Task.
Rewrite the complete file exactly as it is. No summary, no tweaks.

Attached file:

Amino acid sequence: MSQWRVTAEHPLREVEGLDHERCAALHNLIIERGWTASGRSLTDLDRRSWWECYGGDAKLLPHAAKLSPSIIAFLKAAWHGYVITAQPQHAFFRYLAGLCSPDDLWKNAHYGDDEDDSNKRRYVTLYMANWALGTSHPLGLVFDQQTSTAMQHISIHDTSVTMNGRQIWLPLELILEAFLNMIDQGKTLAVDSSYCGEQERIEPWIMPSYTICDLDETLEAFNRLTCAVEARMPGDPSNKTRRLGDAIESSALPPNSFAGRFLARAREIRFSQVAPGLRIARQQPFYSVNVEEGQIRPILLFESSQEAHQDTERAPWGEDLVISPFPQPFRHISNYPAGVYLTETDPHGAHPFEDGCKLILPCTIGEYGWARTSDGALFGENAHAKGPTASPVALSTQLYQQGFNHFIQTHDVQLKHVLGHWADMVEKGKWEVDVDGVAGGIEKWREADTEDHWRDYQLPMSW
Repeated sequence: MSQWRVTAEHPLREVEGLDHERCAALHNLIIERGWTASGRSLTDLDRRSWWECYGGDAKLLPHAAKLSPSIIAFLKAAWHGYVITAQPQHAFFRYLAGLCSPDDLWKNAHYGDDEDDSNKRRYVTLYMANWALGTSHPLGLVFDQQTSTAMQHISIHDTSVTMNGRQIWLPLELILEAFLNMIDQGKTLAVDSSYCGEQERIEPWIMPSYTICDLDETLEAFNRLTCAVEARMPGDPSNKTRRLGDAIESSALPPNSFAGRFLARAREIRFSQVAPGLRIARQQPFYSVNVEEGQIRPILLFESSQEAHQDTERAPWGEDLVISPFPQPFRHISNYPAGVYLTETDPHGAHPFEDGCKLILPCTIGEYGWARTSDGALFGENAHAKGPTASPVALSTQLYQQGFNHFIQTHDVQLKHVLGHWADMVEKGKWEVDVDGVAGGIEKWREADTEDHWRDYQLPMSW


Amino acid sequence: MSQWRVTAEHPLREVEGLDHERCAALHNLIIERGWTASGRSLTDLDRRSWWECYGGDAKLLPHAAKLSPSIIAFLKAAWHGYVITAQPQHAFFRYLAGLCSPDDLWKNAHYGDDEDDSNKRRYVTLYMANWALGTSHPLGLVFDQQTSTAMQHISIHDTSVTMNGRQIWLPLELILEAFLNMIDQGKTLAVDSSYCGEQERIEPWIMPSYTICDLDETLEAFNRLTCAVEARMPGDPSNKTRRLGDAIESSALPPNSFAGRFLARAREIRFSQVAPGLRIARQQPFYSVNVEEGQIRPILLFESSQEAHQDTERAPWGEDLVISPFPQPFRHISNYPAGVYLTETDPHGAHPFEDGCKLILPCTIGEYGWARTSDGALFGENAHAKGPTASPVALSTQLYQQGFNHFIQTHDVQLKHVLGHWADMVEKGKWEVDVDGVAGGIEKWREADTEDHWRDYQLPMSW
Repeated sequence: MSQWRVTAEHPLREVEGLDHERCAALHNLIIERGWTASGRSLTDLDRRSWWECYGGDAKLLPHAAKLSPSIIAFLKAAWHGYVITAQPQHAFFRYLAGLCSPDDLWKNAHYGDDEDDSNKRRYVTLYMANWALGTSHPLGLVFDQQTSTAMQHISIHDTSVTMNGRQIWLPLELILEAFLNMIDQGKTLAVDSSYCGEQERIEPWIMPSYTICDLDETLEAFNRLTCAVEARMPGDPSNKTRRLGDAIESSALPPNSFAGRFLARAREIRFSQVAPGLRIARQQPFYSVNVEEGQIRPILLFESSQEAHQDTERAPWGEDLVISPFPQPFRHISNYPAGVYLTETDPHGAHPFEDGCKLILPCTIGEYGWARTSDGALFGENAHAKGPTASPVALSTQLYQQGFNHFIQTHDVQLKHVLGHWADMVEKGKWEVDVDGVAGGIEKWREADTEDHWRDYQLPMSW